Conservation Planning: Balancing the Needs of People and Nature
The authors draw on their extensive “hands-on” experience to provide an essential textbook for practitioners, students, or researchers of conservation, natural resource management, or landscape planning and architecture. This title provides the methods, tools, approaches, and case studies to plan a nature conservation project from inception to implementation and monitoring and evaluation. It draws on a wide range of disciplines and literature from conservation biology, landscape architecture, and land-use planning to decision science, natural resource economics, and sustainability.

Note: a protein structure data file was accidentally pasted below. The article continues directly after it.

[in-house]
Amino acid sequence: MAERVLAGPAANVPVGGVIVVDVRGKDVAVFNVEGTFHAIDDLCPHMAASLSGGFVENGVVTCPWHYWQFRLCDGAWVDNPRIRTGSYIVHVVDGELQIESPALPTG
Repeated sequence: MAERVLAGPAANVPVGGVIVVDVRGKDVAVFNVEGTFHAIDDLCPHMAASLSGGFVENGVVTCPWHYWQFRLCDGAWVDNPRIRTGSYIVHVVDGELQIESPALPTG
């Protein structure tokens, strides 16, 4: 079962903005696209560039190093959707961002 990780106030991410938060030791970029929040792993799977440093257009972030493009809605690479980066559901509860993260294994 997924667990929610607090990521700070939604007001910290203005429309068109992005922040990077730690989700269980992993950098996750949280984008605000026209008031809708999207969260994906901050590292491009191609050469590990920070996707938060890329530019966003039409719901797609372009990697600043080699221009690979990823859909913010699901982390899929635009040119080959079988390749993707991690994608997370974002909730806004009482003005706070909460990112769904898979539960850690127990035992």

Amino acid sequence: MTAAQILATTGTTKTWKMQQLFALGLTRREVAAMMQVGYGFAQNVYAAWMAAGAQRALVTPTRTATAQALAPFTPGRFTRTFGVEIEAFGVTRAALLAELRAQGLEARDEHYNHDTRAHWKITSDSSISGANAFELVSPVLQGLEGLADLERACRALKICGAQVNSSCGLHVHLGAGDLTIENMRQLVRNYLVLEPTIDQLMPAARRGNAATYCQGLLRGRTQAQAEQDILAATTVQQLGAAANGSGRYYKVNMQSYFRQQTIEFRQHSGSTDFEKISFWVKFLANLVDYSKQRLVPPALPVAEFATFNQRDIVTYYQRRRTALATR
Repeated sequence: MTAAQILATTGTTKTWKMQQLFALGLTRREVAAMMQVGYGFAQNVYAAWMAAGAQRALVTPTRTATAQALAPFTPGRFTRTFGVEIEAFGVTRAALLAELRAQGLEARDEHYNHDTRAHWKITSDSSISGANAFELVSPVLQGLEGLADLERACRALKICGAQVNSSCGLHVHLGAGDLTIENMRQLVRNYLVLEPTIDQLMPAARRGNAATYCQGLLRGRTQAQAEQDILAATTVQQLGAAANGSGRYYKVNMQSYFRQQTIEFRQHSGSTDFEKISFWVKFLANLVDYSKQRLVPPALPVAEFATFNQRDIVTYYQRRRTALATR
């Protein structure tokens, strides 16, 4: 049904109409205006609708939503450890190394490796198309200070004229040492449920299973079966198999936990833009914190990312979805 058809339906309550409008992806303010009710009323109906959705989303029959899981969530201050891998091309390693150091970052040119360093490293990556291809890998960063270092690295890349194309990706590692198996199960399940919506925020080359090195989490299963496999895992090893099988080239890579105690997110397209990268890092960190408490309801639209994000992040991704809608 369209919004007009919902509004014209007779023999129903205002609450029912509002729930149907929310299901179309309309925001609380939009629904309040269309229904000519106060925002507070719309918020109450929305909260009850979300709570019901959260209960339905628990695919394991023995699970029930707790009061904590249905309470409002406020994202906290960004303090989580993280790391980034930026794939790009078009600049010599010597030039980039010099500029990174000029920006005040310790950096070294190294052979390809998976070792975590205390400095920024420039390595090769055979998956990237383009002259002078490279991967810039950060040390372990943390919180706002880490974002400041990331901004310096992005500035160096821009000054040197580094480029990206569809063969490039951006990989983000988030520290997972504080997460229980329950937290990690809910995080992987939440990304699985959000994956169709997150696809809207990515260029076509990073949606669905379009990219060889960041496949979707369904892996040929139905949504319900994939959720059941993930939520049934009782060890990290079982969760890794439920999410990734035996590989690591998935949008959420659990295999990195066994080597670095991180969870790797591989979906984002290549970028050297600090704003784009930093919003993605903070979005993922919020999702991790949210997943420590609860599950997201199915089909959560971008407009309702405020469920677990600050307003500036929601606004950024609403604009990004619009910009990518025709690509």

The book's primary audience is conservation scientists, planners, and practitioners in nongovernmental organizations; natural resource agency biologists and scientists; and professional landscape architects and land-use planners in both developed and developing nations throughout the world. With decades of experience as conservation planners, the authors have combined the fields of spatial planning (establishing priority places for conservation) and strategic planning into one overall planning approach. The book's underlying philosophy is that effective planning is really about making tough choices of where to allocate resources to achieve the conservation outcomes of a project, program, or conservation initiative.
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